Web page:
Cold and Flu Season Can Be a Monster

Flu & Cold Season Can Be A Monster

Flu is prevalent in our community right now. Visit our Flu Resource Center to learn about flu prevention, signs and symptoms, and help us protect our patients, families and staff from RSV and the flu by following these visitation restrictions.

  • No visitors under the age of 12 are allowed in patient care areas.
  • Please do not visit patients if you are experiencing fever, vomiting, diarrhea or cold or flu-like symptoms.

WakeMed Blogs

Hot Cars & Kid Safety

June 09, 2017

The Adult Emergency Department at WakeMed Raleigh Campus has not yet seen a big spike in heat-related illnesses and emergency visits. There may be an increase following a longer stretch of extremely high temperatures.

Most often, people heed warnings and stay inside when North Carolina’s humid, summer temperatures first hit.  But as these temperatures settle in to stay a while, people may not be able to be as cautious in avoiding extended exposure in the heat as they go about their day and daily routines.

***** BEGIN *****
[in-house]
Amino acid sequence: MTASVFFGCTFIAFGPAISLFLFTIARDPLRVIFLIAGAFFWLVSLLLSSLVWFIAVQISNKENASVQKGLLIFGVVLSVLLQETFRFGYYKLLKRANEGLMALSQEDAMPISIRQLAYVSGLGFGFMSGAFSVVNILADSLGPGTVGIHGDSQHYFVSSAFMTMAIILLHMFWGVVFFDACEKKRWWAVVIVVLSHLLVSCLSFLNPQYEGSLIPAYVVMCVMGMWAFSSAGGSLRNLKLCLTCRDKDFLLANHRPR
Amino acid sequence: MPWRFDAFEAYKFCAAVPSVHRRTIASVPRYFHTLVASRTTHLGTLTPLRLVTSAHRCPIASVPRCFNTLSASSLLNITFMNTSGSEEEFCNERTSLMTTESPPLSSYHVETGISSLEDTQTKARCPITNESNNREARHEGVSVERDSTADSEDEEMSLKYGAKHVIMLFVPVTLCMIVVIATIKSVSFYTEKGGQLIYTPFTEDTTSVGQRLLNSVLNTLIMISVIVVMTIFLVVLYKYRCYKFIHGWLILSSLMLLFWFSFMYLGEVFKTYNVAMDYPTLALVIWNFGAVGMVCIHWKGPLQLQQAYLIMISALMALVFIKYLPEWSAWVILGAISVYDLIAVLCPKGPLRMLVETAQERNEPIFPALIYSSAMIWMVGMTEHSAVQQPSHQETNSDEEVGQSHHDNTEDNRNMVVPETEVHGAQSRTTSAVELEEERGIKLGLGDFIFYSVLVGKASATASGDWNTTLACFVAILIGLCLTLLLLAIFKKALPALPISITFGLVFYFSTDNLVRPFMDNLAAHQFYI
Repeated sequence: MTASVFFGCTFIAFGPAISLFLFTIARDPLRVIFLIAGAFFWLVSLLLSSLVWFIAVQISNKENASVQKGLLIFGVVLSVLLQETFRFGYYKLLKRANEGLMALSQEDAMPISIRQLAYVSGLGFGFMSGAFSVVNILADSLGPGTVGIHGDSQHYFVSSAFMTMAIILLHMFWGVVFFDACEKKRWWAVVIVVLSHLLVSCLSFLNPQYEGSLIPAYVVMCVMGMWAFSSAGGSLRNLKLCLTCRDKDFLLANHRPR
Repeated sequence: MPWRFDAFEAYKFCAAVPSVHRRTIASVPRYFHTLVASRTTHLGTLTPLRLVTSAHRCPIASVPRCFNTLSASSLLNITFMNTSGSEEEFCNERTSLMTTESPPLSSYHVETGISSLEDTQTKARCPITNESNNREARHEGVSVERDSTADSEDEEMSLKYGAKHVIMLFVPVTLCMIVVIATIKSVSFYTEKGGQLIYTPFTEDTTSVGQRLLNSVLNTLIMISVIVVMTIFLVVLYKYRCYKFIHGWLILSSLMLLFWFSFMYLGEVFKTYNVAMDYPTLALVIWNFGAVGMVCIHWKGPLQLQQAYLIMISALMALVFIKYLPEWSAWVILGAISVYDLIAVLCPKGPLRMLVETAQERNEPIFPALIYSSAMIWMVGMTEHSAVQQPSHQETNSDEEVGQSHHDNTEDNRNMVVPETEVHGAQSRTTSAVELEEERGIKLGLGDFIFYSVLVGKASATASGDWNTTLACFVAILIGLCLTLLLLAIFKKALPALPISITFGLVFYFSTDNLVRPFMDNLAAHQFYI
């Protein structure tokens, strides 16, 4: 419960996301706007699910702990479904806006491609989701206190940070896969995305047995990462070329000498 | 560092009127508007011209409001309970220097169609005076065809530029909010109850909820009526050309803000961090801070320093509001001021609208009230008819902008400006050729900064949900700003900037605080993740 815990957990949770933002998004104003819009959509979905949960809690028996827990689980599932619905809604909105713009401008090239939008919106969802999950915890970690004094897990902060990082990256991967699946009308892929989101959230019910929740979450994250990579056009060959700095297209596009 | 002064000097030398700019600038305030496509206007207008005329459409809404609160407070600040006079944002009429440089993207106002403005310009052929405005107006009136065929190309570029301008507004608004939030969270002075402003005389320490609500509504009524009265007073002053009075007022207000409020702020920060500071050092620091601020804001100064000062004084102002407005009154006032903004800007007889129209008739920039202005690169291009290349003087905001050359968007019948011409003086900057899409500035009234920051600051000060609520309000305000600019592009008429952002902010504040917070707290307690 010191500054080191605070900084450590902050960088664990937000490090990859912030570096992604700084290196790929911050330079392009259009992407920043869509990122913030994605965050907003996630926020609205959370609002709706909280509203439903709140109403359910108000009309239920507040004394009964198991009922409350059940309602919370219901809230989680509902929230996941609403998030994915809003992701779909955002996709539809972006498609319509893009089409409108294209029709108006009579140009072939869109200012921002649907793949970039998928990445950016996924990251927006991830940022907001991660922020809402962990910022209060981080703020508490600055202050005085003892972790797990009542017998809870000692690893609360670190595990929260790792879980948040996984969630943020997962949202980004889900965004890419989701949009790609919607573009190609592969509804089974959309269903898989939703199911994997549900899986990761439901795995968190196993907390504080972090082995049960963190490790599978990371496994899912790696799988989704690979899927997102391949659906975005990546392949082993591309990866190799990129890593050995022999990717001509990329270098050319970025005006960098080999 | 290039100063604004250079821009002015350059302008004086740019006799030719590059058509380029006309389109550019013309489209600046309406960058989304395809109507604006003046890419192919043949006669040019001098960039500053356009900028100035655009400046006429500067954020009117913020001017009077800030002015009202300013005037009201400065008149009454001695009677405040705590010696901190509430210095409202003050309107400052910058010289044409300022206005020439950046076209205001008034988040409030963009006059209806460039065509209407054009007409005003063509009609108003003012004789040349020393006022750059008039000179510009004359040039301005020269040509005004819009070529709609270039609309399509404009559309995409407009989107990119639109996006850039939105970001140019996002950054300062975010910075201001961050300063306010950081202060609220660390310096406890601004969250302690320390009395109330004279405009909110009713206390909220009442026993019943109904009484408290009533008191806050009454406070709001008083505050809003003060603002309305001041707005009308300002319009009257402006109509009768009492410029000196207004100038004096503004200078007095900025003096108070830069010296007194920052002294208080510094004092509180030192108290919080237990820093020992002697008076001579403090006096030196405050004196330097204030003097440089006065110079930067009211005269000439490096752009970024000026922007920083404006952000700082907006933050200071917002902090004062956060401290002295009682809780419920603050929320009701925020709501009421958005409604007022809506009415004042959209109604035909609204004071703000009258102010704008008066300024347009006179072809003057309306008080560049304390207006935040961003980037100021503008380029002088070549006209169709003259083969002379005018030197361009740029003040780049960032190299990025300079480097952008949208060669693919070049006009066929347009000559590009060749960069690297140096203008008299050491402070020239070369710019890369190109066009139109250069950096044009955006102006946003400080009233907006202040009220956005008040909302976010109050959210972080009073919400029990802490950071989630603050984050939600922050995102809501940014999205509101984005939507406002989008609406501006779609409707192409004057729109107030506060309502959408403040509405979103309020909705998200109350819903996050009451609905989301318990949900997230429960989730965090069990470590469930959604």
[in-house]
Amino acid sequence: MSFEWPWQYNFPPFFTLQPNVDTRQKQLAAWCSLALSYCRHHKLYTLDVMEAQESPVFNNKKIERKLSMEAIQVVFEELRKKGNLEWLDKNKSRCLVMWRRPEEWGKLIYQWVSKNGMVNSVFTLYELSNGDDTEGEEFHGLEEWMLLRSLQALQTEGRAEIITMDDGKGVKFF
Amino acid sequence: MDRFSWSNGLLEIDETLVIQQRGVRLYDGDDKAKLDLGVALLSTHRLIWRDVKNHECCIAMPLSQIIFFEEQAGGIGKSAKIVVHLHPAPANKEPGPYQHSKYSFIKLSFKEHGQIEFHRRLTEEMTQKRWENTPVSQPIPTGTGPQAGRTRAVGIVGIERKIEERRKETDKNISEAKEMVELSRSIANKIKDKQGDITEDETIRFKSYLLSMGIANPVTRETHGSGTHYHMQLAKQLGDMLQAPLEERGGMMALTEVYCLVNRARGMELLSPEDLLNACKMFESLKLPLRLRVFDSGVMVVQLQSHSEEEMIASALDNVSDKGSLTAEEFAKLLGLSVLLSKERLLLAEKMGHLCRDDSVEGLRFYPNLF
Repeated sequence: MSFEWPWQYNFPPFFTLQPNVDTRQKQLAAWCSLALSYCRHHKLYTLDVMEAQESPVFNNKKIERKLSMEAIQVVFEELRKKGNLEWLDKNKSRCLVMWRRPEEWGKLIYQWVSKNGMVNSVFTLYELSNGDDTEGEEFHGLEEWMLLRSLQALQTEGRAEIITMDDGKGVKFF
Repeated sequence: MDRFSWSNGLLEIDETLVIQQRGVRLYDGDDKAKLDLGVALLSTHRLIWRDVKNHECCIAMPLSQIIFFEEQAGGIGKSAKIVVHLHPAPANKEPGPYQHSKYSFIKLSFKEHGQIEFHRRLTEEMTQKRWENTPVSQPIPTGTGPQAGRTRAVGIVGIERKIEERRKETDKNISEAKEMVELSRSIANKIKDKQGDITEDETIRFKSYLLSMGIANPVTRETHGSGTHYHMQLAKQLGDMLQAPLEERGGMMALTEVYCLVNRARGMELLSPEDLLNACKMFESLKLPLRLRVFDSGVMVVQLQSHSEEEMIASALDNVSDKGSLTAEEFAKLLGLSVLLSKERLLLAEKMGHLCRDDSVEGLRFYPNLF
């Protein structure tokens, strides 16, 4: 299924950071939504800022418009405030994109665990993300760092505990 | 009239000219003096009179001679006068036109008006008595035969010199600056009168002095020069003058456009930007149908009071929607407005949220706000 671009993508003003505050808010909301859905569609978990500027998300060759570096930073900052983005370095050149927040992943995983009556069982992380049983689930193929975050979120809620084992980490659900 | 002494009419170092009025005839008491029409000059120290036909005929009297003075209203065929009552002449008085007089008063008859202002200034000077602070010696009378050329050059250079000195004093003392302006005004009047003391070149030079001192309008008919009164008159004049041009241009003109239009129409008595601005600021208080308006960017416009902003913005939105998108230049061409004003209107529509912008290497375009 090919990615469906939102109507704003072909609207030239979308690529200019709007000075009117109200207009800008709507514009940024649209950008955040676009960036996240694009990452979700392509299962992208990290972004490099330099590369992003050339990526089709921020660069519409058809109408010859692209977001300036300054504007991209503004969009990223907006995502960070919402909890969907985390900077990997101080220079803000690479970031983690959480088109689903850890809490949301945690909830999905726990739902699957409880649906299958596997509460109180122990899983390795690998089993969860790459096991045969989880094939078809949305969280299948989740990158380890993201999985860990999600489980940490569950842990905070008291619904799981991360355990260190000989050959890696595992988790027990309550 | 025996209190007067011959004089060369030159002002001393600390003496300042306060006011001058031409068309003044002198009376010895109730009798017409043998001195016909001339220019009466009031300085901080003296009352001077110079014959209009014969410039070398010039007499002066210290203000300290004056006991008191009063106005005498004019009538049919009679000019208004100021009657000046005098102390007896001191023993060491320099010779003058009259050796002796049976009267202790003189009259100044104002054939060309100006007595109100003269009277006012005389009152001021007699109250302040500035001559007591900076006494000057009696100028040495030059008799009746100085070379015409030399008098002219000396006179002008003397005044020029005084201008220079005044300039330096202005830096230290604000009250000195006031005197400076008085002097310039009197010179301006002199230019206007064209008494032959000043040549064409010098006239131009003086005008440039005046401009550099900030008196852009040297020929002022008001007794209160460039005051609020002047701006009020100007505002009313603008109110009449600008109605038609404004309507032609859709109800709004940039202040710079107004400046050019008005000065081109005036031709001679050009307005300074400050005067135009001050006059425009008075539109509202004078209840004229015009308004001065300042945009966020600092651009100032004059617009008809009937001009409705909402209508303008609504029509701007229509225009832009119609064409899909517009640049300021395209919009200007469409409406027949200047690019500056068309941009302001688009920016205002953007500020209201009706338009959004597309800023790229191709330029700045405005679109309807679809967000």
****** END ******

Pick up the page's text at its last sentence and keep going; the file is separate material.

Kids & Hot Cars

  • The temperatures inside a car can rise 20 degrees in as little as 10 minutes.
  • A child’s body heats up three to five times faster than an adult’s, making them more susceptible to heatstroke.

4 Ways to Keep Kids Safe from Heat Stroke

Remember to ACT

  • A: Avoid heat stroke-related injury and death by never leaving your child alone in a car, not even for a minute. And make sure to keep your car locked when you’re not in it so kids don’t get in on their own.
  • C: Create reminders by putting something in the back seat of your car next to your child such as a briefcase, a purse or a cell phone that is needed at your final destination. This is especially important if you’re not following your normal routine.
  • T: Take action. If you see a child alone in a car, call 911. Emergency personnel want you to call. They are trained to respond to these situations. One call could save a life.

Set-Up Extra Reminders

  • Create a calendar reminder for your electronic devices to make sure you dropped your child off at daycare.
  • Develop a plan with your daycare so that if your child is late, you’ll be called within a few minutes. Be especially careful if you change your routine for dropping off children at daycare.

Teach Kids Not to Play in Cars

  • Make sure to lock your vehicle, including doors and the trunk, when you’re not using it.
  • Keep keys and remote entry fobs out of children’s sight and reach.

Pet Reminder

  • Never leave pets unattended in the car or other enclosed outdoor spaces. They can quickly overheat and die.
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